## 2. Mass modelsB91 used the family of separable triaxial models with constant density cores described by ZF to reproduce the ionized gas velocity field of NGC 5077 with a constant model. Hubble Space Telescope observations indicate that elliptical galaxies generally have cusped central surface brightness profiles (Crane et al. 1993; Jaffe et al. 1994). Accordingly, we adopt the same approach as in B91, but we use a family of non-rotating triaxial mass models with a central density cusp. They are triaxial generalization of the so-called -models (e.g., Carollo 1993; Dehnen 1993; Tremaine et al. 1994) introduced and described in detail by de Zeeuw & Carollo (1996, hereafter ZC). These models allow for variations of ellipticity and position angle of the major axis of the isophotes with radius. The mass models introduced by ZC are based on the spherical -models with density profile: This spherical density, and its associated gravitational potential, are functions of three parameters: . The first of these, (), measures the "cuspiness" of the central density profile which diverges as . For high values of we have a steep central profile while the case corresponds to the model with finite central density and a central density gradient intermediate between the King and Hubble profiles, similar to the separable models described by ZF, and applied by B91. is the total model-mass of the galaxy, and is a scale-length, which is related to (Dehnen 1993). The models are made triaxial by adding two low order spherical harmonics terms to the potential of the spherical models, with appropriately chosen radial functions, given in Eq. (2.5) of ZC. This introduces four free parameters in addition to , and , which can be chosen as the intrinsic axis ratios , , , of the triaxial surfaces of constant density at small and large radii, respectively. A stable configuration of cold gas in a nonrotating triaxial galaxy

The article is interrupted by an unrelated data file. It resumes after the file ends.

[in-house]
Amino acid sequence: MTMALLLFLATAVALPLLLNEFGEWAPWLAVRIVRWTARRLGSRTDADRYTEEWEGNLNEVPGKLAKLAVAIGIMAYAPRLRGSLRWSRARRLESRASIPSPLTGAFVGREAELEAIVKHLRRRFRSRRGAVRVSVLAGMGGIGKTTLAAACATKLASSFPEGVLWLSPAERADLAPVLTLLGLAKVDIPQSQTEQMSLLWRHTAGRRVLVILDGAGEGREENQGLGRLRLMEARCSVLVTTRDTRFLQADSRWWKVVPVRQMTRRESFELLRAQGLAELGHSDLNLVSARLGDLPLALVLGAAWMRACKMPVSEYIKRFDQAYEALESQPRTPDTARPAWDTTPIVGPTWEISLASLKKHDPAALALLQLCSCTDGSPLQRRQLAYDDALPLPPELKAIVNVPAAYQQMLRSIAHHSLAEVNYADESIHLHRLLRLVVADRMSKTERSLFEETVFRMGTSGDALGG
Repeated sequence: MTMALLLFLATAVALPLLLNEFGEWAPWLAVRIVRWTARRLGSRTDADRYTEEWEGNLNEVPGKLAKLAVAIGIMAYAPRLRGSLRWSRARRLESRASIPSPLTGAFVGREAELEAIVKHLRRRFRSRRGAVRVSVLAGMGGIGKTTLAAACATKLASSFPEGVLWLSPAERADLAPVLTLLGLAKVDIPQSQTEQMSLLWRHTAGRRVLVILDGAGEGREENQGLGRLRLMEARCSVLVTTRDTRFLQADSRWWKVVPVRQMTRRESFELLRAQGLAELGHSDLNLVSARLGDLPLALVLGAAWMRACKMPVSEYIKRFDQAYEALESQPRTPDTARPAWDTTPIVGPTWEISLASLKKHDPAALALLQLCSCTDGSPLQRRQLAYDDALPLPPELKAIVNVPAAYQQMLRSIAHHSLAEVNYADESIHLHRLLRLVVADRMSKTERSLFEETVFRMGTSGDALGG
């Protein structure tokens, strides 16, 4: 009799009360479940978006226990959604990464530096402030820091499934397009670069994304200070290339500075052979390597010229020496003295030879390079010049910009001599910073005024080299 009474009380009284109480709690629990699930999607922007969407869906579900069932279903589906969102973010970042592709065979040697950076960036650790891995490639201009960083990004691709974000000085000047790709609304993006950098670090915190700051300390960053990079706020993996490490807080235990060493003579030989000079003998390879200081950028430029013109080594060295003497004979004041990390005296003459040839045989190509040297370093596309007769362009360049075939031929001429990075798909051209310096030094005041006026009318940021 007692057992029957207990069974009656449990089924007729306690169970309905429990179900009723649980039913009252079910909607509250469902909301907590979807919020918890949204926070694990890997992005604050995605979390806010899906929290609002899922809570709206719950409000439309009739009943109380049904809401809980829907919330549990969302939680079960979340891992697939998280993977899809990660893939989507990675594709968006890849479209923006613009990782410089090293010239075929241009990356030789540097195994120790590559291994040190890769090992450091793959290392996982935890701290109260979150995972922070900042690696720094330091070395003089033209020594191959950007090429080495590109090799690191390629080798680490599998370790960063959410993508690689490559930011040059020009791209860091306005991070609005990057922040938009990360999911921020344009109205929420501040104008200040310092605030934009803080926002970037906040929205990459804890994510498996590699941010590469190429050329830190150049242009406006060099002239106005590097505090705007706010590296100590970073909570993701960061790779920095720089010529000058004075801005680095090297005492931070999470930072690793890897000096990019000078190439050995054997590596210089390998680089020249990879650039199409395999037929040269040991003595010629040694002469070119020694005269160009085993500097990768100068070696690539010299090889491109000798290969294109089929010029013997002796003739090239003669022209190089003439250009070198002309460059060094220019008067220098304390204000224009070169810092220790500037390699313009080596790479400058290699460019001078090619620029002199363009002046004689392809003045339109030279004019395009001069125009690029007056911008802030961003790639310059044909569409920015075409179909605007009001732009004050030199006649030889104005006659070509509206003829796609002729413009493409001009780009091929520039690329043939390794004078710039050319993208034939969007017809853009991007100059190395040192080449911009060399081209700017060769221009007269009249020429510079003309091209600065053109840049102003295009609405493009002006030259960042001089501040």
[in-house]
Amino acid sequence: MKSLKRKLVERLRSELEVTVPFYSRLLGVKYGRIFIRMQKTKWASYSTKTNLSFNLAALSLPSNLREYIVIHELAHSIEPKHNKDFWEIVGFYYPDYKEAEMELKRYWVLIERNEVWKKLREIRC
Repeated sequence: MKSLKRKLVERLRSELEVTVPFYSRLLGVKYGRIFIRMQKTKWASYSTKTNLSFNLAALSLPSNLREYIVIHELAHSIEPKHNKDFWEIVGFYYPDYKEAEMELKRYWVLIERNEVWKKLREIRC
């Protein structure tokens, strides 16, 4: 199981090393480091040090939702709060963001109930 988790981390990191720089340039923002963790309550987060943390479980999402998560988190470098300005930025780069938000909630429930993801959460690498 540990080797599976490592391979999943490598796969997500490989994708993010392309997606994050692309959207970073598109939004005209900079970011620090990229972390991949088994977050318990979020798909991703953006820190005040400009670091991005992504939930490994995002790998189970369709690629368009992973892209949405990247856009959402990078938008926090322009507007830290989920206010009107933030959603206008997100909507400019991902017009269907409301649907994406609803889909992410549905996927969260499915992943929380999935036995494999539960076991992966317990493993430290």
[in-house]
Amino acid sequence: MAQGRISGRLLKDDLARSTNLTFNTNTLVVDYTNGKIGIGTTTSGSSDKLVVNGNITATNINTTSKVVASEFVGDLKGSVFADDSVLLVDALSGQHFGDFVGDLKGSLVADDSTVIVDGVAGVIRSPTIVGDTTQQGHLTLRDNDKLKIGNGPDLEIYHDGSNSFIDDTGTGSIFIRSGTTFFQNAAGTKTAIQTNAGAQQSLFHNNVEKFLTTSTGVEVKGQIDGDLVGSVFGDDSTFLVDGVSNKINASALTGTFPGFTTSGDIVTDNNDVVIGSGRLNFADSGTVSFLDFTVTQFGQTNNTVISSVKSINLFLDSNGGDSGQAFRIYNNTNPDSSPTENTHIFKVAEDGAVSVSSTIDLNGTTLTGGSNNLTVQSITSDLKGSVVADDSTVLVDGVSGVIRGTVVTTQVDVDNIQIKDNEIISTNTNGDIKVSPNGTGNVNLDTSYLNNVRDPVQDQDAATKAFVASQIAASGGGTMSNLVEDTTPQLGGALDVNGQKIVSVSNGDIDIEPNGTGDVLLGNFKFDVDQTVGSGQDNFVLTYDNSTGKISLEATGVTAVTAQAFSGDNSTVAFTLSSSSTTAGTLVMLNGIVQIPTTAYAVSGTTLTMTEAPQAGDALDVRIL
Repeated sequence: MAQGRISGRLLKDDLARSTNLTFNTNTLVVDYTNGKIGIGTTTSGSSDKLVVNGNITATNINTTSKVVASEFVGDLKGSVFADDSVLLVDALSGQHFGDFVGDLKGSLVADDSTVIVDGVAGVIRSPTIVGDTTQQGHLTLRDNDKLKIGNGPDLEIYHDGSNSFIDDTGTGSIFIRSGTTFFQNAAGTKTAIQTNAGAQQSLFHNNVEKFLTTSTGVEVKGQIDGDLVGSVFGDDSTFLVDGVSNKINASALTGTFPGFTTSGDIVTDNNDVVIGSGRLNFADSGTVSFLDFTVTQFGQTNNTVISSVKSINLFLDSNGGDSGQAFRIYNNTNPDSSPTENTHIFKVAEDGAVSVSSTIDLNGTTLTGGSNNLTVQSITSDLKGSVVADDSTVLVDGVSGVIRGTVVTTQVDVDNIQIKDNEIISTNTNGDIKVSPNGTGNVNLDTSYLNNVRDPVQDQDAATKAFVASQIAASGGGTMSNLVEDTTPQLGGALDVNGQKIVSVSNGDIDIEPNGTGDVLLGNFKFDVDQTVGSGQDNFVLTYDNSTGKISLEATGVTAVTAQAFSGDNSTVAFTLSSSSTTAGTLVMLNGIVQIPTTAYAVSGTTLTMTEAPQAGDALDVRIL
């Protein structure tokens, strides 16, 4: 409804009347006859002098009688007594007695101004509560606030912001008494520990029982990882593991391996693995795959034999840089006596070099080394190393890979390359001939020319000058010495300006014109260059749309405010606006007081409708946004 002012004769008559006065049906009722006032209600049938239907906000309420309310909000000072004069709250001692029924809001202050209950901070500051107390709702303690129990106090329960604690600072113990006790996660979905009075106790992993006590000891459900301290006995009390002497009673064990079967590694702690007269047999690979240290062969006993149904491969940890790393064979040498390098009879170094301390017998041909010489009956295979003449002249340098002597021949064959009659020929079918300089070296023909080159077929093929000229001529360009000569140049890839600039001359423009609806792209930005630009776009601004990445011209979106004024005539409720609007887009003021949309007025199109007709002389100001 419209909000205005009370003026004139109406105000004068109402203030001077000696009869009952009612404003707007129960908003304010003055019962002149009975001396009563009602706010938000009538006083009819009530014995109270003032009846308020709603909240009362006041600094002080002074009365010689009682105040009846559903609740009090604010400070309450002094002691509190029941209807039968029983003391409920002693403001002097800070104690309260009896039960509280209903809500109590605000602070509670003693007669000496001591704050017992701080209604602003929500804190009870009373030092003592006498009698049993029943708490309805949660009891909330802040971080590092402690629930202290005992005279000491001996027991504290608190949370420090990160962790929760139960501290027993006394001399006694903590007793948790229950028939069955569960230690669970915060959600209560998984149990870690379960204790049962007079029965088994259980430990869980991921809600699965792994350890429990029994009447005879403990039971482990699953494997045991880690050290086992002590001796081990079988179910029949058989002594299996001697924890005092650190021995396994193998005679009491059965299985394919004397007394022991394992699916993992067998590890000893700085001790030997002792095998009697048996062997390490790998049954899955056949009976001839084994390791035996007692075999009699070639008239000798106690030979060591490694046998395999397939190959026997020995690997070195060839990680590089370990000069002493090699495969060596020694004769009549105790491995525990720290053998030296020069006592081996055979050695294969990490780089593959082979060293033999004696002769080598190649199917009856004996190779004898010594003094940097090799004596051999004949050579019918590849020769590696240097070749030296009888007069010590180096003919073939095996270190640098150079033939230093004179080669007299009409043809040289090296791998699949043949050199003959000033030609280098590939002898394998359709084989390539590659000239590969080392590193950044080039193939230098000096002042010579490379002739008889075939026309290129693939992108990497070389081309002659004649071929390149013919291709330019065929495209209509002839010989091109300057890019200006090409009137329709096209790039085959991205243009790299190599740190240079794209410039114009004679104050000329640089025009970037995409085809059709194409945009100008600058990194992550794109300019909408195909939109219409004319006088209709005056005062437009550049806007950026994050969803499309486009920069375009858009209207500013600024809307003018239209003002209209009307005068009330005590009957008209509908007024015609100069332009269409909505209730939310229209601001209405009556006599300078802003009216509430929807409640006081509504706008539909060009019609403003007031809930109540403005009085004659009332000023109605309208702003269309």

can only be a ring or a disk in one of two principal planes, either
perpendicular to the long axis of the figure or perpendicular to the
short axis (Tohline, Simonson & Caldwell, 1982; Merritt & de
Zeeuw, 1983). We use the convention that the © European Southern Observatory (ESO) 1997 Online publication: June 5, 1998 |